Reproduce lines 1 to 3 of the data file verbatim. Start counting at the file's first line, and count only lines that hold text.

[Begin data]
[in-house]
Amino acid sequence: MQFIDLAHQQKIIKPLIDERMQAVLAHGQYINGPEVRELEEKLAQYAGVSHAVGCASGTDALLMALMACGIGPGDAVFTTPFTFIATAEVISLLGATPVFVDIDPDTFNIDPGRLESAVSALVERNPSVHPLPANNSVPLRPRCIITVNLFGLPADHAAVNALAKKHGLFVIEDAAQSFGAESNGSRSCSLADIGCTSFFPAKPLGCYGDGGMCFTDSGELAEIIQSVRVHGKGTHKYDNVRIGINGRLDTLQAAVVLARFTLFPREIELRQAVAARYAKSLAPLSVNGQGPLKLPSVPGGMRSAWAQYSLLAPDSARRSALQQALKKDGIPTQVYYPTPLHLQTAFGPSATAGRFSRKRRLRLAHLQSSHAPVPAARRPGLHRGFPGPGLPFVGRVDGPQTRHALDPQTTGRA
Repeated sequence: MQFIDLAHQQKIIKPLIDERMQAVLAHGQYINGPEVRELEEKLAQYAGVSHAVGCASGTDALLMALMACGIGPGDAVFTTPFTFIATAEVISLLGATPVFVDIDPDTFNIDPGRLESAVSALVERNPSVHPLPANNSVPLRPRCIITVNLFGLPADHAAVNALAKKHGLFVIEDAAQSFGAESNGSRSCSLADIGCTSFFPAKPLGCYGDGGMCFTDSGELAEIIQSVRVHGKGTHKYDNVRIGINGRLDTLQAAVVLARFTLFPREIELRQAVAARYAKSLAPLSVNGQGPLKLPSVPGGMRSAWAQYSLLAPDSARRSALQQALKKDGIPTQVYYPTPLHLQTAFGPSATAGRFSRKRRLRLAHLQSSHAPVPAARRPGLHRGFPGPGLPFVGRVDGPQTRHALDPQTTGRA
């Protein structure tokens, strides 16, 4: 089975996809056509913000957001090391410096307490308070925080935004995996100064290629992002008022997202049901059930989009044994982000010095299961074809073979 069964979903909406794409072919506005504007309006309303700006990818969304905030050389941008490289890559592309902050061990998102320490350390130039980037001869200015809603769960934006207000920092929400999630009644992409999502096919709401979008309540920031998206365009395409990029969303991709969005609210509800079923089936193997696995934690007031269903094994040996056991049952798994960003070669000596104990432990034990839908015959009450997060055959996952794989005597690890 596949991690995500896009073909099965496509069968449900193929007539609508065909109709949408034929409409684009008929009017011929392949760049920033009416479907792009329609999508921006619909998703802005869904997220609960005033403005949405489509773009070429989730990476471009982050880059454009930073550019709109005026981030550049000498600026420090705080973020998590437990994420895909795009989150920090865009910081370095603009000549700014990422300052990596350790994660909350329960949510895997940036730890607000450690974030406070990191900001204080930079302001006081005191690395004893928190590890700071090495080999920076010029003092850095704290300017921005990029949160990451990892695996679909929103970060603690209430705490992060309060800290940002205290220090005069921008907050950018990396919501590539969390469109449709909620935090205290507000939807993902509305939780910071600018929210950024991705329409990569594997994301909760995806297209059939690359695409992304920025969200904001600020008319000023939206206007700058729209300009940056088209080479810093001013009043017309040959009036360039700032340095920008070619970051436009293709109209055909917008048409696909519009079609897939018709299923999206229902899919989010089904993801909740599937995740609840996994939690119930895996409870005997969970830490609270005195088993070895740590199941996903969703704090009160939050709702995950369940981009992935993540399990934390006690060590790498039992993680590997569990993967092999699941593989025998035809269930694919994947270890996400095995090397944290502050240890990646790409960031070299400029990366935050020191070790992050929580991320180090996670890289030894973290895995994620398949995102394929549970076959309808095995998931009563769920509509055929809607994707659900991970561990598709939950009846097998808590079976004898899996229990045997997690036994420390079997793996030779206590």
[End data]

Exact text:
[in-house]
Amino acid sequence: MQFIDLAHQQKIIKPLIDERMQAVLAHGQYINGPEVRELEEKLAQYAGVSHAVGCASGTDALLMALMACGIGPGDAVFTTPFTFIATAEVISLLGATPVFVDIDPDTFNIDPGRLESAVSALVERNPSVHPLPANNSVPLRPRCIITVNLFGLPADHAAVNALAKKHGLFVIEDAAQSFGAESNGSRSCSLADIGCTSFFPAKPLGCYGDGGMCFTDSGELAEIIQSVRVHGKGTHKYDNVRIGINGRLDTLQAAVVLARFTLFPREIELRQAVAARYAKSLAPLSVNGQGPLKLPSVPGGMRSAWAQYSLLAPDSARRSALQQALKKDGIPTQVYYPTPLHLQTAFGPSATAGRFSRKRRLRLAHLQSSHAPVPAARRPGLHRGFPGPGLPFVGRVDGPQTRHALDPQTTGRA
Repeated sequence: MQFIDLAHQQKIIKPLIDERMQAVLAHGQYINGPEVRELEEKLAQYAGVSHAVGCASGTDALLMALMACGIGPGDAVFTTPFTFIATAEVISLLGATPVFVDIDPDTFNIDPGRLESAVSALVERNPSVHPLPANNSVPLRPRCIITVNLFGLPADHAAVNALAKKHGLFVIEDAAQSFGAESNGSRSCSLADIGCTSFFPAKPLGCYGDGGMCFTDSGELAEIIQSVRVHGKGTHKYDNVRIGINGRLDTLQAAVVLARFTLFPREIELRQAVAARYAKSLAPLSVNGQGPLKLPSVPGGMRSAWAQYSLLAPDSARRSALQQALKKDGIPTQVYYPTPLHLQTAFGPSATAGRFSRKRRLRLAHLQSSHAPVPAARRPGLHRGFPGPGLPFVGRVDGPQTRHALDPQTTGRA